Today was a huge day for Chris.  As he earlier alluded to, a small regrowth of his tumor led to a gamma knife radiation procedure, which the doctors hoped would prevent any further growth and eliminate the need for surgery.  Today was his 3-month MRI follow-up, which would determine whether or not the gamma knife surgery was a success.

I’ve become accustomed to waiting in the hospital now.  It’s a perfect example of mundane time that I wish away – worrying about the results and just wishing to get out of there as soon as possible.  Today, while Chris underwent his MRI, I sat around and was a complete nervous wreck.  Besides the fact that I was trying to prevent a full blown anxiety attack from the loud noises emanating from the MRI machine, I was consumed with worry about the test’s results.  I knew that regardless of the outcome, we were equipped to handle it as we have in the past – but the thought of this not working and continuing to battle regrowth was just a terrible thought I was having trouble shaking.

But after all of those negative thoughts, a positive one finally emerged.  What if it did work?  This truly could be the end – well, it will never be the end because we will monitor this the rest of our lives, but as far as the initial tumor and procedures, this could be it.  I smiled.  I decided for the rest of my time waiting for the MRI to be over and for the results appointment thereafter, I would consume myself with the positive thought that there was a possibility that his tumor is at bay, not that the procedure didn’t work. In that moment, I understood mindfulness and how it can amazingly affect your experiences.  I didn’t want to let the present go, because my present thoughts meant there was hope.  For the first time ever, I embraced waiting.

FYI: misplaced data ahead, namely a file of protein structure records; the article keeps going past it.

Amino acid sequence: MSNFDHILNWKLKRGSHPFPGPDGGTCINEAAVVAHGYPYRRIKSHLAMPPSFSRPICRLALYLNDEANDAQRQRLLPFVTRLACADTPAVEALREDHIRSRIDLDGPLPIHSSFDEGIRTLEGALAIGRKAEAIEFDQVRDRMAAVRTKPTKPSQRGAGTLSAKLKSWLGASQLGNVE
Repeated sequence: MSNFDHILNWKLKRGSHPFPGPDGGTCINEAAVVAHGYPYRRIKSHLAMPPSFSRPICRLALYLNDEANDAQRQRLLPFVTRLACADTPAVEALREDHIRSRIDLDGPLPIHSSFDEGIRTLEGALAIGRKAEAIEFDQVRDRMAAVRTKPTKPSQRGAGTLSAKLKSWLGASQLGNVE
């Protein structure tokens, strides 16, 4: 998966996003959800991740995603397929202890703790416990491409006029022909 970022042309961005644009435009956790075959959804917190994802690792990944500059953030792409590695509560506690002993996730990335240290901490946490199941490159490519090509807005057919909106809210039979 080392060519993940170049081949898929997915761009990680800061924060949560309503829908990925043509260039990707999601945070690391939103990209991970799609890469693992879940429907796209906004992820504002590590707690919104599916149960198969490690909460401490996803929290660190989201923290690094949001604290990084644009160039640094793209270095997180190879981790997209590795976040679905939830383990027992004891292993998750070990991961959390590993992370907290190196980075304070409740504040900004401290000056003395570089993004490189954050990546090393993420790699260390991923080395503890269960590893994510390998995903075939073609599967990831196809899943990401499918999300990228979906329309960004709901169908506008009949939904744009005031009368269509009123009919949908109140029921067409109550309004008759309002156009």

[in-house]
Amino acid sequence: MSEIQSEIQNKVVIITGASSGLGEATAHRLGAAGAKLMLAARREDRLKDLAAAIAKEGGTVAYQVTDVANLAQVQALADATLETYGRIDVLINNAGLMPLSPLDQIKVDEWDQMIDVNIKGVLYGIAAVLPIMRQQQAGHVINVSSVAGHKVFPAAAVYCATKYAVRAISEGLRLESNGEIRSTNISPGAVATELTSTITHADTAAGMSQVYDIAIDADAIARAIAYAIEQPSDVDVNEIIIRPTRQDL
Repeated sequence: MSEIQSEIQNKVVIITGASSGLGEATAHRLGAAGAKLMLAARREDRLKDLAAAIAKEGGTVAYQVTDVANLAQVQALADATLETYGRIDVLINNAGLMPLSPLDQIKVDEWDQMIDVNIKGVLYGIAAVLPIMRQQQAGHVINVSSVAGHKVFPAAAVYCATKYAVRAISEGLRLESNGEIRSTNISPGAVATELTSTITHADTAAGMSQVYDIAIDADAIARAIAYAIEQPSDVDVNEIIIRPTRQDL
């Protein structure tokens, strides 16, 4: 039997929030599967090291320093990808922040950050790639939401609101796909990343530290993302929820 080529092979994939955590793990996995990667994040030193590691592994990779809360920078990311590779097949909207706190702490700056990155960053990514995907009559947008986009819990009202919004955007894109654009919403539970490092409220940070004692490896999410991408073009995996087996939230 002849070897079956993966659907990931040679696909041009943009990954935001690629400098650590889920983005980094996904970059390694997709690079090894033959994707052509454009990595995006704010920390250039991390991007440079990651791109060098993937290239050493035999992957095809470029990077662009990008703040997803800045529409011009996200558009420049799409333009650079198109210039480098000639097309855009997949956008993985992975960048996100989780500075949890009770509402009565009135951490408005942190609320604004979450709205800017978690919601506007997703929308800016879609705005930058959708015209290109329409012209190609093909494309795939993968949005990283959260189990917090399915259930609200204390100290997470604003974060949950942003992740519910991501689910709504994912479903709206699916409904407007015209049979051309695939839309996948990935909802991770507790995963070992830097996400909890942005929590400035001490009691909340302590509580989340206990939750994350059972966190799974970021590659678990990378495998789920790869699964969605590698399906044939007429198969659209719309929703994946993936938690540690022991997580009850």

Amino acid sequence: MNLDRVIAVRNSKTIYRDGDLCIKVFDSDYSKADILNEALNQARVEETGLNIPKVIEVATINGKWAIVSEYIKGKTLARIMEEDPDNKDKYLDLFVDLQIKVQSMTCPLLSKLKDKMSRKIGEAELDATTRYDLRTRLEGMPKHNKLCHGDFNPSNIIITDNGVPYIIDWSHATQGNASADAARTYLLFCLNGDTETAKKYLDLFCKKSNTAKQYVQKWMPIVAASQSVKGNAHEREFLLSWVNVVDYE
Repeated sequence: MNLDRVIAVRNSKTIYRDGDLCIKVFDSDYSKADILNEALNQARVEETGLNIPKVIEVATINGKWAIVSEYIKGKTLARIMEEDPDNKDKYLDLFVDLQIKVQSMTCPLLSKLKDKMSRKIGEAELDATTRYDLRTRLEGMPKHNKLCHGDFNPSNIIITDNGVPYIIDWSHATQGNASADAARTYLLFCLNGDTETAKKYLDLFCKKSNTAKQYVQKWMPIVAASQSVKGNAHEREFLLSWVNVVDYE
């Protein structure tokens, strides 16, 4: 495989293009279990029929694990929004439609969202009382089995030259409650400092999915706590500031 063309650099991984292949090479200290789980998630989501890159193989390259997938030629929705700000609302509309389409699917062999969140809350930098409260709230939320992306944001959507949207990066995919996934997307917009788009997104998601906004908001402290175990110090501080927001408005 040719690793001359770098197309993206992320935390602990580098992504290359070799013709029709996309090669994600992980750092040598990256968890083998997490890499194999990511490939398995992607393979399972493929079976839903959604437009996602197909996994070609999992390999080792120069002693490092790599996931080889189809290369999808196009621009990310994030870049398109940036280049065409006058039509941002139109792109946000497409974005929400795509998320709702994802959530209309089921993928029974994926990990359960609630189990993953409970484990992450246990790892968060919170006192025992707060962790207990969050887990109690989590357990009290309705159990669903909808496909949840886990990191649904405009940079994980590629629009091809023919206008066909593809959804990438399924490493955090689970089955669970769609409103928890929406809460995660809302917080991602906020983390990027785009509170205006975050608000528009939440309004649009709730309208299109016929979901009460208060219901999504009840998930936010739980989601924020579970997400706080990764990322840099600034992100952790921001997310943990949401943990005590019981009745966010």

And now I hand the reins over to Chris, because I think it’s his place to share the news with you…

As I stepped onto the elevator and headed up to the eighth floor where I would learn the results, mixed emotions ran through my mind.  While I was always confident today would bring nothing but good news, I had my doubts.  Let’s face it, we all have doubts.

But today, I just knew.  After taking my temperature, blood pressure and weight (oh yea, and the nurse also asked to see my ID bracelet just be sure I was who I claimed I was for the umpteenth time today), I was brought into yet another waiting room where Dr. P would walk through the door on the adjacent wall any second.

Not a minute later than the nurse walked out, the door re-opened…

A thumbs-up and a big smile.  “We got it!” he said!  My surgeon was genuinely excited and began telling me how well everything looked on the scans.  He eagerly brought me over to the computer where I saw the MRI comparison from December to today.  To my great relief, I saw but a small remnant of what the regrowth had been late last year.  Looking at the two scans, side-by-side, I could not help but to simply smile.  Although I will have to be monitored for the rest of my life, it was the first time, in five long years, that I feel like this road through hell has met its demise.

As the news was broke, I reflected back on the road I traveled to get to this point and the travesty that was brought into my life – the ups and downs, the laughter and sorrow.   And while I am realistic and recognize that this will be “my” battle for the rest of my life, I could not have asked for anything more than having such a fantastic medical team who truly has my best interests at heart.  But what is more, I have the best and most supportive family and friends a 30-year old can ask for.

champagne